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No actually, the elbow with the filter on it is supposed to have a hose going to the airbox. The small connection on the front driver side goes to manifold below the throttle body.
^^^This is how I remember the 4 cyl setup as being. I wouldn't worry about the filter or the elbow that's usually there being connected to the air box. Just as long as the crankcase can inhale filtered air.
That said, I would rather have everything as close to factory as possible unless I had a good reason for it to be different from factory. If OP has the factory air box, he might be able to return the crankcase air to original factory configuration. It's easier to wipe down the inside of the air box than clean the valve cover or the entire engine if he continues to get spatter.
Plus, it'll be easier to find a stock air filter at any small town parts store than to find a replacement filter that he currently has.

Good Luck, L.M.
 

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Checked the FSM and that is the correct location of the clean air intake for the 2.5L. Just need to make sure the vacuum pipe to the throttle body is clear now. Thanks guys!
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There should be a small opening somewhere in the fitting that attaches to the valve cover. If you can get the hose off easily, you might be able to poke the orifice with a round toothpick or similar instrument.
I haven't done this so I'm simply speculating.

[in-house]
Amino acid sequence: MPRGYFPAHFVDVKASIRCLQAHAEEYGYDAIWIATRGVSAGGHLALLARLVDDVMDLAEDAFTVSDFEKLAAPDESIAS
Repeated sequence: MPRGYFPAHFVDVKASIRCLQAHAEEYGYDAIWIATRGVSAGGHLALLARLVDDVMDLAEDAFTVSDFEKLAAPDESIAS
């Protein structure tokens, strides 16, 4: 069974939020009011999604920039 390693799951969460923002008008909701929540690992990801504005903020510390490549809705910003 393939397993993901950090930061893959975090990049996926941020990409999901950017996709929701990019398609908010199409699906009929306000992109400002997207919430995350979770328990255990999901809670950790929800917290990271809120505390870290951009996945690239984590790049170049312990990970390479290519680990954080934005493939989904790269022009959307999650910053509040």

Other posters with 2.5 engines that have cleaned or replaced their CCV should chime in.

Good Luck, L.M.
 

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Keep in mind the ventilation system(CCV) works off of engine vacuum. When you're running 5th gear against a head wind uphill and you have the throttle mashed down you have very little vacuum available to clear out the oil vapors so they start looking for the next easiest way out of the engine, which for you is that fresh air filter.
Just decide where you'd like that oil/moisture muck/vapor to go and you'll be all good.
 
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'89 YJ 4.2 with MC-2150 Carb & HEI, 2-1/2" Ex. AX-15, NP231 SYE, Adams shafts, F&R ARB, 3
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I could have sworn the line to the intake was on the back and line to air cleaner was on the front... oh well...
Just another dumb question, I guess I could see where on the 2.5 with the port out the side of the valve cover and the vent to the air cleaner out the top, that there may be some engineering aspect as to which goes where. But on the 4.0 and 4.2 sixes with both vents on top and the design of the valve cover, does it/would it, really make a difference which goes where??
 

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On the 4.2 I can't see where it makes any difference.
Same for the 4.0, but there may be something about the 4.0 setup that I'm not aware of.

Good Luck, L.M.
 

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Best I can remember both ends of a 4.0 valve cover are baffled the same...
 

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This is one of my late 4 cylinder YJ’s, which would be the same as yours jhendry. Poor pics, but in the first pic you can see the vacuum tube (where your little K&N style filter is) that goes to the air box, and the ported vacuum line from the vacuum harness at the front of the valve cover. The second pic is with the air box and tube removed.

I would never put a pleated air filter directly on an internal combustion engine that builds significant crankcase pressure, for obvious reasons. A remote breather, with or without a catch can, is something I have used often in HP engine builds. Different approach to the solving the inherent result of crankcase pressurization.